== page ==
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Air Force hurricane chasers look for storms in North Pacific

Posted: Sunday, February 23, 2003

OVER THE NORTH PACIFIC OCEAN (AP) -- At 30,000 feet the temperature outside the airplane is 118 below and the four turboprops drone a deafening single note. In the back of the nearly 40-year-old U.S. Air Force WC-130H Hercules, a technician loads a tube with an instrumented cylinder. He moves back to his seat at an instrument console and clicks a mouse. With a hiss and a sproing, the cylinder is ejected overboard. A stream of numbers on a readout show the sensor is doing its job.

The crew of the Air Force Reserve Command's 53rd Weather Reconnaissance Squadron from Keesler Air Force Base, Miss., are known as the Hurricane Hunters. In contrast to the highly publicized hurricane fly-throughs the squadron has conducted for more than half a century, the 53rd has been flying little-known winter storm missions from Elmendorf Air Force Base, Alaska, since 1996. The squadron has been collecting data in support of the National Centers for Environmental Prediction (NCEP) in Camp Springs, Md.

The Hurricane Hunters have flown 11 missions from Elmendorf in the past month. Some of the flights last more than 12 hours, during which the crew ejects hundreds of ''drop sondes'' that send data back to the airplane. The $500 sondes, shaped like a tennis ball can, are ejected from a spring-loaded launcher in the rear of the plane.

''The sonde falls at 2,500 feet per minute and transmits atmospheric pressure, temperature, wind speed and direction and is made of mostly biodegradable parts,'' said Staff Sgt. Matt Couch, a drop sonde operator. During a nearly 11-hour, 3,001-mile mission on a recent Thursday, Couch and another operator launched 26 drop sondes.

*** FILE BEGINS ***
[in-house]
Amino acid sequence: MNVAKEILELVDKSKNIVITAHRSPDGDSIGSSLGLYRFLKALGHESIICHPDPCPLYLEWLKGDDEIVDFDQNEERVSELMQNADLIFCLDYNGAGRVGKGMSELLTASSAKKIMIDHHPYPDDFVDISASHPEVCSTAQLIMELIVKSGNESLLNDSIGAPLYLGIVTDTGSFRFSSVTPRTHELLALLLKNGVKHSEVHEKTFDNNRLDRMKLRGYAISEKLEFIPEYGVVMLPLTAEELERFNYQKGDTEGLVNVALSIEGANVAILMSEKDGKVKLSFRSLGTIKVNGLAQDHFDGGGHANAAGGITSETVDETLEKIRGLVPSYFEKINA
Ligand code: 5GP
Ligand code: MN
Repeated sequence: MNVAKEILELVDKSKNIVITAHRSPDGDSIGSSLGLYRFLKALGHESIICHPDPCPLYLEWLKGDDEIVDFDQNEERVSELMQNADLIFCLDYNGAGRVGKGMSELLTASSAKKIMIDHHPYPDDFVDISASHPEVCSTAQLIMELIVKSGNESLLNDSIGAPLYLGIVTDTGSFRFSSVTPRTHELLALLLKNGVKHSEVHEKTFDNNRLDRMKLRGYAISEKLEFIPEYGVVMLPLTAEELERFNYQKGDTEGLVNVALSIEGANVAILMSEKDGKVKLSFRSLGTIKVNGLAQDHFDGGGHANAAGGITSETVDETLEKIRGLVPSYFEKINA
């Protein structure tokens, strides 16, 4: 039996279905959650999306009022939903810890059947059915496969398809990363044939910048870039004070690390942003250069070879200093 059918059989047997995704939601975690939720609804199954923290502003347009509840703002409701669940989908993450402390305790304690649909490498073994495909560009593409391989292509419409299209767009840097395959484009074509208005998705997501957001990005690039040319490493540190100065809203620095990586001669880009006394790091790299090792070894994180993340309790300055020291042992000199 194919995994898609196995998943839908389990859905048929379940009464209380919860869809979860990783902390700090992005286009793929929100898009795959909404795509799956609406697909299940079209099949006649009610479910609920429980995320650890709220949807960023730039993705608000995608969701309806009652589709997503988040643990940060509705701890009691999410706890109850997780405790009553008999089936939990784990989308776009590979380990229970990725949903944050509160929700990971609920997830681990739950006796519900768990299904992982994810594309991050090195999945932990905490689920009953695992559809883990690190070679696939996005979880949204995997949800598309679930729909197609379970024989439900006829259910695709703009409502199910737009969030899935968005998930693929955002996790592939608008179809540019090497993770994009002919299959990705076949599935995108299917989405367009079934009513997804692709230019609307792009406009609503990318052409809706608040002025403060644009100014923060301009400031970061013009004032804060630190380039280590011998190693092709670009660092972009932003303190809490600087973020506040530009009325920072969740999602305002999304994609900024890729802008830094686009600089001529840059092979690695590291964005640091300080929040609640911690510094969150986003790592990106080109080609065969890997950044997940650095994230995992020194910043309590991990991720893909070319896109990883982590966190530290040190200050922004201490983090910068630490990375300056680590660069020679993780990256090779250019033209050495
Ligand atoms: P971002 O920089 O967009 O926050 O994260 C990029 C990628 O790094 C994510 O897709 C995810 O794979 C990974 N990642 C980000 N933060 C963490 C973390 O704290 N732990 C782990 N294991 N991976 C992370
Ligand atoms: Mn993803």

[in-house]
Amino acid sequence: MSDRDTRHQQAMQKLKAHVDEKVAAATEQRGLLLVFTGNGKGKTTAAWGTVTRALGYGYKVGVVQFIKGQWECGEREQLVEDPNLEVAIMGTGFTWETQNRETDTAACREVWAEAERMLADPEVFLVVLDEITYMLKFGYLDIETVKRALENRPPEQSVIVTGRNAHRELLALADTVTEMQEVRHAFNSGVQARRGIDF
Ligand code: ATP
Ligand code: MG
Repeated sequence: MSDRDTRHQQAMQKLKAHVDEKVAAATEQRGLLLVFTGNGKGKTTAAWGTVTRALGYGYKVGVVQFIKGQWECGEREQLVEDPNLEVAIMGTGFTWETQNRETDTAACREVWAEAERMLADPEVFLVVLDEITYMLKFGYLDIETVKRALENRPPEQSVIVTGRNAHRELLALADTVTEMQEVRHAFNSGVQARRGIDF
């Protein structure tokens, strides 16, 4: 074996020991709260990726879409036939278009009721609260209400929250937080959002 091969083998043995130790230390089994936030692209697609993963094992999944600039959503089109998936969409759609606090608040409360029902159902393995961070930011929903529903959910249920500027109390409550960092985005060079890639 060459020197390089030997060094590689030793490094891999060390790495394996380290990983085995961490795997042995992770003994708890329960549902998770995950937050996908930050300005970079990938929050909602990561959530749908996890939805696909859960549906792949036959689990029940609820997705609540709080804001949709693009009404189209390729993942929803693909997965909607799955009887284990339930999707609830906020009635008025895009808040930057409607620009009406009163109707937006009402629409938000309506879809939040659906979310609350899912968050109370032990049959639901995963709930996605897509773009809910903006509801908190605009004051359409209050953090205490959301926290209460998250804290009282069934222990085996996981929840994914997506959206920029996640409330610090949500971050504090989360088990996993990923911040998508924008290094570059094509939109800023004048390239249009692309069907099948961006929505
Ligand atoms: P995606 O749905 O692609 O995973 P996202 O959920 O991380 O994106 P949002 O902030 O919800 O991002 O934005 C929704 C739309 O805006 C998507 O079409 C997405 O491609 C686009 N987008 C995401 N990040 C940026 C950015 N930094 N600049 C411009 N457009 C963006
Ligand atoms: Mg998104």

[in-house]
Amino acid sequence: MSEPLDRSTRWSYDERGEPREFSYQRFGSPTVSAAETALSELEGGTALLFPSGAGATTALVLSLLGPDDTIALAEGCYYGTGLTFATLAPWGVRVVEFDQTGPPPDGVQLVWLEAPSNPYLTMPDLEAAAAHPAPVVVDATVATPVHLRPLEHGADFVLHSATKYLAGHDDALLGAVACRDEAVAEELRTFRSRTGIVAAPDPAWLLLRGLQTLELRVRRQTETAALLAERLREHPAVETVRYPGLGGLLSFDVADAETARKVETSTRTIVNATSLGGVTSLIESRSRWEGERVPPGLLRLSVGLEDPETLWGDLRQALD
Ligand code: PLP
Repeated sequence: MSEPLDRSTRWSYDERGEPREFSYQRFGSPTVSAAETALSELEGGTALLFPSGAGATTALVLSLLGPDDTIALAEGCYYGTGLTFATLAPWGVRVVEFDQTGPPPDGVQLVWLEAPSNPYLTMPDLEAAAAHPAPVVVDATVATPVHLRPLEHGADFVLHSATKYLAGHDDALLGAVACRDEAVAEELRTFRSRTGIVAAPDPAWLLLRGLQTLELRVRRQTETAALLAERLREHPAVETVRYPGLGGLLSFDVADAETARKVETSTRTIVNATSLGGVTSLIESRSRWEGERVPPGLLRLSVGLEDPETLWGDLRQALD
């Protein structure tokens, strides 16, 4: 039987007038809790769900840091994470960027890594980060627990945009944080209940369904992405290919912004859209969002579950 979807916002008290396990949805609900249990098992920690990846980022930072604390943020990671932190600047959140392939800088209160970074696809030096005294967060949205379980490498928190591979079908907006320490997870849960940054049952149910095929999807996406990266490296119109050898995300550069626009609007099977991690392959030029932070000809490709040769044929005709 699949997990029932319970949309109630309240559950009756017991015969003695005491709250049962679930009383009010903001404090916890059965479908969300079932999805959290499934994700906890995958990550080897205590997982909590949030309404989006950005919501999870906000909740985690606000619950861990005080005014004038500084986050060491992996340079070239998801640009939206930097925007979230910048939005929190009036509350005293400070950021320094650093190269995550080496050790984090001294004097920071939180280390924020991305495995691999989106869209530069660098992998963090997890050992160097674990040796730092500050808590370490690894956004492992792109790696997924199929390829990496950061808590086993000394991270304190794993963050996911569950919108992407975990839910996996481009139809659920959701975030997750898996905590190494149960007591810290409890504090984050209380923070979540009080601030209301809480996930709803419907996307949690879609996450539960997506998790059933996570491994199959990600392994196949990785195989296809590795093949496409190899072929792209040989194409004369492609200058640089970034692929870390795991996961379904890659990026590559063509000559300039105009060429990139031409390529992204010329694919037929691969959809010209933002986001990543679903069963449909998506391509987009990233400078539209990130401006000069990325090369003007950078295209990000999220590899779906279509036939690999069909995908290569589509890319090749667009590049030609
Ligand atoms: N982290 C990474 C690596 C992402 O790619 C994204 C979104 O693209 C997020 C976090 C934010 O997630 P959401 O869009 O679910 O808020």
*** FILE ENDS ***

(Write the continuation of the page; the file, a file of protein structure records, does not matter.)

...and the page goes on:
The drop sonde data is sent to the NCEP to back up computer climate models that forecast storms and precipitation for the entire United States and trans-Pacific air routes.

The 53rd receives its orders from the NCEP.

''They send us out to the areas where the 1/8mathematical 3/8 models show the greatest uncertainty,'' said Lt. Col. Valerie Hendry, a flight meteorologist.

For this mission, the Hurricane Hunters were joined in the air by a National Oceanic and Atmospheric Administration Gulfstream IV out of Hickam Air Force Base, Hawaii. The NOAA Gulfstream flew to 40 degrees north latitude, about the latitude of the border between Oregon and California, while the Hurricane Hunters flew south to the same latitude before heading back to Alaska.

While satellites provide excellent early warning of storm systems, they don't provide the data needed for current weather models. The measurements from the airplanes provide detailed information not available from any other source.

''During these winter storm missions, we fly into weather that hasn't been looked at since it left Japan,'' Hendry said.

The Hurricane Hunters trade missions with the NOAA crew every year, and will fly the same mission from Hawaii next year while the Gulfstream flies from Alaska.

These missions are not as dramatic as flying into a class 5 hurricane, where the Hercules can hit 5,000-foot-per-minute downdrafts, St. Elmo's fire plays across the cockpit windows, and ball lightning runs down the airplane's backbone. Still, the North Pacific winter storm missions have direct economic impact on fuel oil consumption forecasts and transportation businesses.

Arriving back at Keesler, the Hurricane Hunters will fly into winter storms along the northeastern coast of the United States. The squadron also flies six new WC-130Js, each costing $68 million. The J models are ready to fly the Pacific storm mission next year and the squadron is working to certify the aircraft to fly into hurricanes by 2005.

The hurricane season runs from June through November.



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